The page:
-Jerome James is first at an astounding 31.5 (he's played 2.3 MPG in 2 games)
Here is a list of guys with comparable stats RP48-wise who would seem to be better fits and come at a much cheaper (monetarily and trade) price than O'Neal.I am not counting some of these 6-7 scrappy guys like Reggie Evans who get rebounds, but rather real aircraft carriers who could hold their own.
-Jeff Foster- At 6'11 , Foster is a very good athlete and a tough guy. He plays outstanding post defense and rebounds well, at a rate of 17.4 rebounds per 48 (good for 8th in the NBA, 3rd amongst players who play over 20 MPG). He would have come at a much cheaper price than O-Neal and fit their running system better. He probably could have been had for Marcus Banks and another piece.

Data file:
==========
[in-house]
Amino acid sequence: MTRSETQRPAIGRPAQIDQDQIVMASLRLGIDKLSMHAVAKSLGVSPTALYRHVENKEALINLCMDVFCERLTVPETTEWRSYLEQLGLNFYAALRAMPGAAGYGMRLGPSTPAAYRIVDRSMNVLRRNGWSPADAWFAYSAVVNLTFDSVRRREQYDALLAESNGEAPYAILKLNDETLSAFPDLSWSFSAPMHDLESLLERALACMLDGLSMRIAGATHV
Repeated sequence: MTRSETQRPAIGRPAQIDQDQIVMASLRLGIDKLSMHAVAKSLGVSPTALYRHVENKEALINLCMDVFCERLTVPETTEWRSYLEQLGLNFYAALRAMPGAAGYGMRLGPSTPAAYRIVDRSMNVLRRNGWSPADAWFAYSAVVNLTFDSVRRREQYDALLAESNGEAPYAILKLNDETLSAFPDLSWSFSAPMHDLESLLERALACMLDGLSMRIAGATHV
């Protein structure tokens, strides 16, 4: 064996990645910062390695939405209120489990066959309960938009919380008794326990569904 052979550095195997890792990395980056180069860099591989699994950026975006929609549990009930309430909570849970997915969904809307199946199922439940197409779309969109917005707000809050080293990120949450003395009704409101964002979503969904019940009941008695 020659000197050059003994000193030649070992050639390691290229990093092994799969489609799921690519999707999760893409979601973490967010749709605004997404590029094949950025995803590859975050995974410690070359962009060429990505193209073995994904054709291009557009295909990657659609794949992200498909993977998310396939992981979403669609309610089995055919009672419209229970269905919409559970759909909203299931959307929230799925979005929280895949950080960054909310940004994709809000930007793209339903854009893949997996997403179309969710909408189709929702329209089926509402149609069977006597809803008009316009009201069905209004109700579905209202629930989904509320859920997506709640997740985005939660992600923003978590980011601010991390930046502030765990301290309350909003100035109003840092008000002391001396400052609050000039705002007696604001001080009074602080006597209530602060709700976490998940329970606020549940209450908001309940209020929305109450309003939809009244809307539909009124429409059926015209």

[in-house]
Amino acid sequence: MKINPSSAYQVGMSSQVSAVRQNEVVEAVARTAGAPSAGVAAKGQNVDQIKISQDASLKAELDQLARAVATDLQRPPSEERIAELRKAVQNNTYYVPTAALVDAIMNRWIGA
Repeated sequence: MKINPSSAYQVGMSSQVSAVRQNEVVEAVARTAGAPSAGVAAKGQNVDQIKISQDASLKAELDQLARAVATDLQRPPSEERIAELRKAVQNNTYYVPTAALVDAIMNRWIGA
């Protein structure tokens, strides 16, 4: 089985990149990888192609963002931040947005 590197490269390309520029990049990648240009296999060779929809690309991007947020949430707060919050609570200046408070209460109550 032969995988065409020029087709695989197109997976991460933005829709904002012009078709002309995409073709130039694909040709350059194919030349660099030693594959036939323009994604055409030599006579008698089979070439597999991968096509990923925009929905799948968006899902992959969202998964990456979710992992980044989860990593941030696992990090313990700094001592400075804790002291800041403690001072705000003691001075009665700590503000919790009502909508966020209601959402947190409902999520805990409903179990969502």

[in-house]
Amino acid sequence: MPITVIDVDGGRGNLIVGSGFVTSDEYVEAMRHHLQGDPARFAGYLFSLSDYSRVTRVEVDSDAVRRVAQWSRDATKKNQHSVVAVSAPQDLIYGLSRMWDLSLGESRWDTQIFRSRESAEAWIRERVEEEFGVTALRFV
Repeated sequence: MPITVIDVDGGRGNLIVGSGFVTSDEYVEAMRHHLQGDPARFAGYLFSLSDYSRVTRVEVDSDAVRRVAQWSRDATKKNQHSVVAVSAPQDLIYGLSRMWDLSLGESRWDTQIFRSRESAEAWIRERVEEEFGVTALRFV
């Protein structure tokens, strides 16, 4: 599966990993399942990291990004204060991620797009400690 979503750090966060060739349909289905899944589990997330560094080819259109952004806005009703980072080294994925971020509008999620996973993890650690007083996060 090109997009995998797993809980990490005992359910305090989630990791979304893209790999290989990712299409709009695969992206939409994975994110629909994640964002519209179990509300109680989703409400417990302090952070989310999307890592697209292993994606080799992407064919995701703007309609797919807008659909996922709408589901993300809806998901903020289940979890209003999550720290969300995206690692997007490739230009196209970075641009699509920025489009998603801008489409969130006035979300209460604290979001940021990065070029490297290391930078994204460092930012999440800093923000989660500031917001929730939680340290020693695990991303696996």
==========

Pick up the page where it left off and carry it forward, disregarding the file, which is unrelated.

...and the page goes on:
- Nick Collison- He is a big body at 6-10 and is a better rebounder than O'Neal. He is a decent passer and spot-up shooter, and plays in a similar system in Seattle. He is not known for his defense but would be a good complement to Brian Grant and Stoudemire.
- Jamaal Magloire- Expected to make a push for a starting role and career resurrection in New Jersey, the big man has fallen out of favor. When he plays, he is a solid rebounder and scorer, and God knows he has a center's body.
-Nazr Mohammed- Even after switching teams, he still plays good defense and is an above average defender.